You got a lot of things to consider Hudspeth county averages I think depending on sources 10-12" of rain per year(sometimes in one shot, yes sometimes it rains once per year there)so you need to find a way to get as much of that as possible, wind barriers are ESSENTIAL any soil you build will easily be taken away by high winds.
Wells are usually not an option (water is a few thousand feet down, and the water quality is very poor, not to mention it is part of an endangered aquifer) You could get tanks of water, but again they most likely come from the Aquifer and the expense will make it unproductive for most agriculture.
Yeah if its Salt Flat let me know (and look for tires, there are abandoned places just filled with tires everywhere)
I have a lot more tips for that area, I failed hard, but spent a couple years evaluating said failure.
Oh Border Patrol is hardcore there, just always be polite, after all it is a Constitution free zone
How much does a parcel like yours cost? Do prices reflect the carrying capacity of livestock? How does that compare to inexpensive areas that have adequate rain fall?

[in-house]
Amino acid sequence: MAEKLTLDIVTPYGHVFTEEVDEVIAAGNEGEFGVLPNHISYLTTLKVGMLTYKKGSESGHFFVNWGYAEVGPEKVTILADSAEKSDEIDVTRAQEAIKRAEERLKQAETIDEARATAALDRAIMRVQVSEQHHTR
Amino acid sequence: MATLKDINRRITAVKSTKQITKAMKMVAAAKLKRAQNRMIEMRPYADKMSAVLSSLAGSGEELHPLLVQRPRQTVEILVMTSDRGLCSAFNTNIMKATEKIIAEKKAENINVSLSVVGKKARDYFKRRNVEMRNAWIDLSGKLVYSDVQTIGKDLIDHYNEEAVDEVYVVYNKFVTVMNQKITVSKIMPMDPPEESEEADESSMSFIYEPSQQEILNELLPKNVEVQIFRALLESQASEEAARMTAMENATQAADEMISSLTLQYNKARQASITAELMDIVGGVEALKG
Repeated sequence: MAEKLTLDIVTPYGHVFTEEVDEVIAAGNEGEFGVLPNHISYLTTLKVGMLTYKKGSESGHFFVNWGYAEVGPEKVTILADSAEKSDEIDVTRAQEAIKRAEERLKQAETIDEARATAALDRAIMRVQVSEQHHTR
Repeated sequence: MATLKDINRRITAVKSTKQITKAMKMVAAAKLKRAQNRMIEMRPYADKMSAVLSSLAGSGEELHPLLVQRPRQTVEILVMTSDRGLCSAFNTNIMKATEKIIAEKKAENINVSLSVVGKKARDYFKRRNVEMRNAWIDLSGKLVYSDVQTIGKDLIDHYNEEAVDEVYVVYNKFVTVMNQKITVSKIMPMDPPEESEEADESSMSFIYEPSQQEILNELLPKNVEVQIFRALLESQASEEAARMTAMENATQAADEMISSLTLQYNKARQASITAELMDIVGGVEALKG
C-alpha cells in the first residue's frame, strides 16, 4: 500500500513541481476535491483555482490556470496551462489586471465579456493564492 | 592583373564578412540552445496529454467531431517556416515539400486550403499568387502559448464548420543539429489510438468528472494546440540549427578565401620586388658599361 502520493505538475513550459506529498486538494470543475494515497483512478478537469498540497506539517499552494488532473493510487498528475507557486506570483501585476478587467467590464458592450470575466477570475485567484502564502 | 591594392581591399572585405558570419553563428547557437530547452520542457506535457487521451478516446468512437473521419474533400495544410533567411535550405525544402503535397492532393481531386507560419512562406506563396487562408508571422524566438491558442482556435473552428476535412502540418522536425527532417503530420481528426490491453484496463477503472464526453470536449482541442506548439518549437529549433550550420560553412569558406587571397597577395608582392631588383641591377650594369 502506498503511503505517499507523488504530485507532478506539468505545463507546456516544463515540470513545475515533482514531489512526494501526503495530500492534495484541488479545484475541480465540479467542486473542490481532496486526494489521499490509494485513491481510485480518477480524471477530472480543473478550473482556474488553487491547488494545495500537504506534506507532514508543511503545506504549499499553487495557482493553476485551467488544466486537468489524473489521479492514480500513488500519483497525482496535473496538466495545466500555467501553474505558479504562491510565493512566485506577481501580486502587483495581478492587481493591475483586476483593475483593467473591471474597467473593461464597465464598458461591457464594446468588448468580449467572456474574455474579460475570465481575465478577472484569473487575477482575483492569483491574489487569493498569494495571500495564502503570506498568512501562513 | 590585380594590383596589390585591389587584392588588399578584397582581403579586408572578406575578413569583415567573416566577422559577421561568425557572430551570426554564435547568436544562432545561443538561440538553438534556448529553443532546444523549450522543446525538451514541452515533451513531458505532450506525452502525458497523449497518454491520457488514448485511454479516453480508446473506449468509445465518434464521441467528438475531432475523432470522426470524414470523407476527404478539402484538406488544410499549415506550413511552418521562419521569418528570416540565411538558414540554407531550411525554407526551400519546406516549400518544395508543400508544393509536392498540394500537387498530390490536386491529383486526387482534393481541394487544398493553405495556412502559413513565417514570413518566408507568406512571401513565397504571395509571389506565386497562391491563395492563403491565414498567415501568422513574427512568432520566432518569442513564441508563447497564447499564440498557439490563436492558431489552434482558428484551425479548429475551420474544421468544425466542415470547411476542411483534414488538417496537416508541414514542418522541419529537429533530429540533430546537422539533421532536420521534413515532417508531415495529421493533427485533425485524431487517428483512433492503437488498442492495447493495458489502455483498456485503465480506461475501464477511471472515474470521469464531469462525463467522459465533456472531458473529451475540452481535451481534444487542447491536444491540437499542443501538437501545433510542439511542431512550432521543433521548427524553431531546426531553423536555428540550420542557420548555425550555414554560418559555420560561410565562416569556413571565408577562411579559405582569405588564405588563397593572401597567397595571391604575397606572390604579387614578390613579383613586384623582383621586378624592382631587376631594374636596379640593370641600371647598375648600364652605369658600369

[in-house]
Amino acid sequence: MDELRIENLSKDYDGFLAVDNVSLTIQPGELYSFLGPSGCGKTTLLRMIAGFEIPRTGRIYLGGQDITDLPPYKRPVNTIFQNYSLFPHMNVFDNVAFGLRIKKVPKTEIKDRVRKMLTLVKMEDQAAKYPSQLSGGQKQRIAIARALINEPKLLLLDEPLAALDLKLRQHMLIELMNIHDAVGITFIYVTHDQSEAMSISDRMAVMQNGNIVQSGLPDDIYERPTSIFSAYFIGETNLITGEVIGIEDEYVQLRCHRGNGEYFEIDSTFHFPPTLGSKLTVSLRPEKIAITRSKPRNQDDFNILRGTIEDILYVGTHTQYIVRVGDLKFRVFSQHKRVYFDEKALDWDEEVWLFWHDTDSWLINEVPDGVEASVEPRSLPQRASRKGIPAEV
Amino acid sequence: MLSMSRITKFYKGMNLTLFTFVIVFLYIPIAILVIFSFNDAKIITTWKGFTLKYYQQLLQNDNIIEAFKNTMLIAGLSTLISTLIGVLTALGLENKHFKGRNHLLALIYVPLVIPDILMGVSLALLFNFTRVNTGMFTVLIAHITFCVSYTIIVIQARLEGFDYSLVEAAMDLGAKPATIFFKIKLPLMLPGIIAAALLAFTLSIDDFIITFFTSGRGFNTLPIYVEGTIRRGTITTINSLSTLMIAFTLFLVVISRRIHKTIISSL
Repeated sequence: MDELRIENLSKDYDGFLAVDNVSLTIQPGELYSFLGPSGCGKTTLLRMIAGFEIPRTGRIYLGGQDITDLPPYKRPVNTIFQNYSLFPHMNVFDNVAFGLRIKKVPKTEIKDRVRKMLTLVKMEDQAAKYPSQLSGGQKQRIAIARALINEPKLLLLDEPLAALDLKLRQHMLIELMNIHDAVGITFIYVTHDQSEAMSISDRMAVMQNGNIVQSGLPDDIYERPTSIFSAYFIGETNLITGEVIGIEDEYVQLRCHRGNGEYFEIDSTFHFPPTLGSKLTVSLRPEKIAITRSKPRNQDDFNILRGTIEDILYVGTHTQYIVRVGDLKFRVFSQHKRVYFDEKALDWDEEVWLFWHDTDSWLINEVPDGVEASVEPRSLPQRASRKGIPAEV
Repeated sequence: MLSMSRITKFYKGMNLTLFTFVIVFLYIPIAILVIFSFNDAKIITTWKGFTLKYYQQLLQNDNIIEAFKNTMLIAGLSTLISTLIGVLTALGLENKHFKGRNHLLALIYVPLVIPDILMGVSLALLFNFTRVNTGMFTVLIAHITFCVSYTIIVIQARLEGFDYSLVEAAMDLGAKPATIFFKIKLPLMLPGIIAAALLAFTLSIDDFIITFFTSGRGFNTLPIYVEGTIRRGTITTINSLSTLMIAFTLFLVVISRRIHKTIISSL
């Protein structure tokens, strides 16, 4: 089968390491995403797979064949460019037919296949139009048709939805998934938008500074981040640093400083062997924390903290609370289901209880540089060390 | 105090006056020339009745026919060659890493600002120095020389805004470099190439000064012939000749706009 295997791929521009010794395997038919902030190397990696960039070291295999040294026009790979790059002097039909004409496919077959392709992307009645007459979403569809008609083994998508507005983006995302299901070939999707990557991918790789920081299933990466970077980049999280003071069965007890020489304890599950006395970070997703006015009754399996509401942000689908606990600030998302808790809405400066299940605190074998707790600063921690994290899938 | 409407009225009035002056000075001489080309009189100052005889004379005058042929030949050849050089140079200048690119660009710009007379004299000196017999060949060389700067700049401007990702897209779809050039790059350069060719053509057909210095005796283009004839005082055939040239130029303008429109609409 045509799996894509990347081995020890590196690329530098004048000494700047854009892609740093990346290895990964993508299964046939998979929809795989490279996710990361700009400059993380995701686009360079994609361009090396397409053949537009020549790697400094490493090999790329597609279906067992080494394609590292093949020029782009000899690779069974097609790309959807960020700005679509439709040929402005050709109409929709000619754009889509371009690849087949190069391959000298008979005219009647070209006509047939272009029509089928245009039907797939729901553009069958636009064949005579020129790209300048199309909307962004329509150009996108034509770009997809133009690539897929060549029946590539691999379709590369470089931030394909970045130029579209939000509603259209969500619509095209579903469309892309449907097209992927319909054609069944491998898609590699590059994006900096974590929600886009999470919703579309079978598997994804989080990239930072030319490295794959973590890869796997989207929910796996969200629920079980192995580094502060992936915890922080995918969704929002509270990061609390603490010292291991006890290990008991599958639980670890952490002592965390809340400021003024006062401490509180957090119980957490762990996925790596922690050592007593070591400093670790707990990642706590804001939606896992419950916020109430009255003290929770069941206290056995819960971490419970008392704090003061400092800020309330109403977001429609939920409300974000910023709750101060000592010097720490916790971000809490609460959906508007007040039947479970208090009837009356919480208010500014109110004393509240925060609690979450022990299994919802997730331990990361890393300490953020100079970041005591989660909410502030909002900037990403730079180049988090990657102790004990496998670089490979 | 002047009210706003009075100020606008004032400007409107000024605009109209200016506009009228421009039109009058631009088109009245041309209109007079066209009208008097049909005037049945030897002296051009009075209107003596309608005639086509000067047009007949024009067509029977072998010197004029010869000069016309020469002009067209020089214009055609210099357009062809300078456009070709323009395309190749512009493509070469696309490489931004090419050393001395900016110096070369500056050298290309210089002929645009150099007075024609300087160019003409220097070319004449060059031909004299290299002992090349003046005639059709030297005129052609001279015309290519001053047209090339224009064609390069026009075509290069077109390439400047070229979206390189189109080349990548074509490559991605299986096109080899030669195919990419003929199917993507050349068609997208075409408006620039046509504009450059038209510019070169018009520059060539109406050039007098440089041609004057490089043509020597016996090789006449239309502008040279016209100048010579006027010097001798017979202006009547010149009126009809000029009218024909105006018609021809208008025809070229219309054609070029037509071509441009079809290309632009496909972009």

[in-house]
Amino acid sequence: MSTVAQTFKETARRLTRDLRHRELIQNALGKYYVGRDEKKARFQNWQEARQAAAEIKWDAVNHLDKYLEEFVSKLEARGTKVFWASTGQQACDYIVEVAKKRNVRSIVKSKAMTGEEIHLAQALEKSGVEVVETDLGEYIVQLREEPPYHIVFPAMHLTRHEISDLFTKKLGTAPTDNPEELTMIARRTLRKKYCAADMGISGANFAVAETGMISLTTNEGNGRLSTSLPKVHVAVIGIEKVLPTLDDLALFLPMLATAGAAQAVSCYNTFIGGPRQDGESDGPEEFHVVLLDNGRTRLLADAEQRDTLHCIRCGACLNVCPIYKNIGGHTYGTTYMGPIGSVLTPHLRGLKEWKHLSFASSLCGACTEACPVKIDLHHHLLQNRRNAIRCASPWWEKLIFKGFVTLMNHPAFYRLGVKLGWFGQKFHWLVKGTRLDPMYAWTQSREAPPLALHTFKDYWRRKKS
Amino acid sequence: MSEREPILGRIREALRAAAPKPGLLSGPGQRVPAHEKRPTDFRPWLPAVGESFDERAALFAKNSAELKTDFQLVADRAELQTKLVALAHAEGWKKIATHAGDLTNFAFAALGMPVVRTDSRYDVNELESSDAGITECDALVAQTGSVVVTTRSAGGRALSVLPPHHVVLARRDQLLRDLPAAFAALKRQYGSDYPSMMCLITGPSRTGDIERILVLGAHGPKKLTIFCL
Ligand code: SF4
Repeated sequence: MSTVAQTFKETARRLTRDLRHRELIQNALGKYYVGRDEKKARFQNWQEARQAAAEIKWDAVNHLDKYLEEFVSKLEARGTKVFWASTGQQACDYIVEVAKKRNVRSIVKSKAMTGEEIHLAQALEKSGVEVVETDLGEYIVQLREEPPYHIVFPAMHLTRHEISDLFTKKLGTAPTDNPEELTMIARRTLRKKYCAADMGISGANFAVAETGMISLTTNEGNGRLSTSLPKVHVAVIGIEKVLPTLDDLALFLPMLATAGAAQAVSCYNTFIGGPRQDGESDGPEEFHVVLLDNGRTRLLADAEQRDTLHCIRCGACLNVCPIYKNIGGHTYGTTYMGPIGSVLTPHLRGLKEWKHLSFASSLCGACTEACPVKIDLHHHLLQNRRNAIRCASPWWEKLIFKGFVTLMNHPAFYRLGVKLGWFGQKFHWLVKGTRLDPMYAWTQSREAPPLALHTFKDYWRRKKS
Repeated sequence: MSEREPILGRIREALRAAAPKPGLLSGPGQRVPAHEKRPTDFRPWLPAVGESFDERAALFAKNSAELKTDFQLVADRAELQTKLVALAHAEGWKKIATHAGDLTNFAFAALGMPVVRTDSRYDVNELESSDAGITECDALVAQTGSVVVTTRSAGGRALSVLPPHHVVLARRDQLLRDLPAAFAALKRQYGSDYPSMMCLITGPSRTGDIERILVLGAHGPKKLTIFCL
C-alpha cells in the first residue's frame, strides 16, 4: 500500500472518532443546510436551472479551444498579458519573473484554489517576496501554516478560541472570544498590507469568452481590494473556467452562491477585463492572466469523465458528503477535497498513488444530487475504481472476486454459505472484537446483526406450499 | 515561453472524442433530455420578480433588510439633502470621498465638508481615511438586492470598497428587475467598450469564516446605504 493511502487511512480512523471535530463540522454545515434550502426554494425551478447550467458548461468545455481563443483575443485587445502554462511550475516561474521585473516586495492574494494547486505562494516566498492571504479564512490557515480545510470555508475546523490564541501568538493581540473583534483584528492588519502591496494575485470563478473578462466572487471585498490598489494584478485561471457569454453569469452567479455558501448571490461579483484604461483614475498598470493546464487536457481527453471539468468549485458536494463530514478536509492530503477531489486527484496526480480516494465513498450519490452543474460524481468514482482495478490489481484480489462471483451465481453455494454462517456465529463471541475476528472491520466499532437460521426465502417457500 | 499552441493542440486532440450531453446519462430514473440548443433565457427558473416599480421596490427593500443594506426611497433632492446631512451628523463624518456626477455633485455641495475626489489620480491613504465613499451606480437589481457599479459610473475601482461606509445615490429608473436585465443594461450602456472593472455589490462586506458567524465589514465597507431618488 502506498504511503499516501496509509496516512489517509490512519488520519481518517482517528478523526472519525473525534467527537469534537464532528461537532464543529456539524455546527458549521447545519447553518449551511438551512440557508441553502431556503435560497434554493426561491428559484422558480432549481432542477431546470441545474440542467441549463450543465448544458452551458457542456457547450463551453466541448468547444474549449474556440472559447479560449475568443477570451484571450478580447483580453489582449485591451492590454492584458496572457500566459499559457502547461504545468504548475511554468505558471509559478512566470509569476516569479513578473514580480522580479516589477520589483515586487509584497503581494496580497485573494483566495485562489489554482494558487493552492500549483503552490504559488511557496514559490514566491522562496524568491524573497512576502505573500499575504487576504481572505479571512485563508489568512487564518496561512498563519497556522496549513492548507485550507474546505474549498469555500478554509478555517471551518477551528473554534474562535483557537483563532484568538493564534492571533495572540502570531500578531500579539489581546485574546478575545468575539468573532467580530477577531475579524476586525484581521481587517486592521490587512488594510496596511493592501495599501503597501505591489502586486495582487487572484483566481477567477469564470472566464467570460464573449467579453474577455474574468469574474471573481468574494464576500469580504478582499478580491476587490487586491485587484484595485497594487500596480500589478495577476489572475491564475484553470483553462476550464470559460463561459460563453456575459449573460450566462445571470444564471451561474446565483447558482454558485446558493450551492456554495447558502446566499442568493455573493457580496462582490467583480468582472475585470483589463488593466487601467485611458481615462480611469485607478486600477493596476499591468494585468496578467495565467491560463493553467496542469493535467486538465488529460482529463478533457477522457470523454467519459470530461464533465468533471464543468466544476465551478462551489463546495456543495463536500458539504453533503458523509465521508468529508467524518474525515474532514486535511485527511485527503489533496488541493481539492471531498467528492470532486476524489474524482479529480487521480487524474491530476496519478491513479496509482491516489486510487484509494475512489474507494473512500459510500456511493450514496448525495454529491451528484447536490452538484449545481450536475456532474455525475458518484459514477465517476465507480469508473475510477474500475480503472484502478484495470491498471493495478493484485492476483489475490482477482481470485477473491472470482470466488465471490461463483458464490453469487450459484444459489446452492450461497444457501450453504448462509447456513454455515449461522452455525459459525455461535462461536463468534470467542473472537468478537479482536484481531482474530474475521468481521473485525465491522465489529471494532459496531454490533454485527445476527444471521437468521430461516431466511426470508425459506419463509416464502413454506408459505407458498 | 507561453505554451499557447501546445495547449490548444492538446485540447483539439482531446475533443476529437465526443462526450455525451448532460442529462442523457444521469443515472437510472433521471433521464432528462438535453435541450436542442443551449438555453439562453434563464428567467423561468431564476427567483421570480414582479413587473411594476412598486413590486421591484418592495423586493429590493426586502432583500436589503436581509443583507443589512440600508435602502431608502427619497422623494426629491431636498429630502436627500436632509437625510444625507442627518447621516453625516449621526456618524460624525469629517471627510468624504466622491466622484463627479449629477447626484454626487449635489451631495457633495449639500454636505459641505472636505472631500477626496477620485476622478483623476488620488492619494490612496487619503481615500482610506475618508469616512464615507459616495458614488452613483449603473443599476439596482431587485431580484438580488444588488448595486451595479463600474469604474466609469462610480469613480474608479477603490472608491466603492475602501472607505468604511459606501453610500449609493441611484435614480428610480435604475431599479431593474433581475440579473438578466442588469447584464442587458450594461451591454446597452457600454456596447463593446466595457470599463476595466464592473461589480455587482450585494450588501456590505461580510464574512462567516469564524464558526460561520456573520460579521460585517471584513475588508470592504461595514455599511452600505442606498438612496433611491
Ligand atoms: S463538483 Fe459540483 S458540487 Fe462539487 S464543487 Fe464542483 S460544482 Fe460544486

I have included some satellite images as requested to get ideas of placement and a rough outline of the property for thoughts on water collection. In the wider view I put a pin about center of the lot.
As for the price, I paid $42,000 for the lot which is just under 105 acres in 5 lots. Comparing this to other land with better rainfall totals was never really an option. I bought here for the freedom. I have no permit requirements to speak of and I can build how and where I want. I am really into more natural build and here we can play with adobe, super adobe, cob, strawbale ect, without fear of zoning or building code issues.
As always your thoughts and comments are appreciated. I don't want sugar coating, I am not a bakery so please be as blunt as you must. I knew when I started it would be a challenge and I welcome it.
It's been said that in arid climates it often takes 20 acres of catchment to water one acre of production.
I'm also seconding the wind breaks. Hot, dry winds are something to be dampened if at all possible.
As for trees in zones that you aren't directing water to, Honey Mesquite [hardy to 0F] might be an option that would supply you with sweet pods, goat browse and smoking/barbecue wood. I have heard that in very arid regions Mesquite does require some irrigation during establishment though.
Kyrt Ryder wrote:Personally I'd suggest you not rush into forming a community on that land just yet. Not until you get your water management down and a few years of experimentation with that water supply.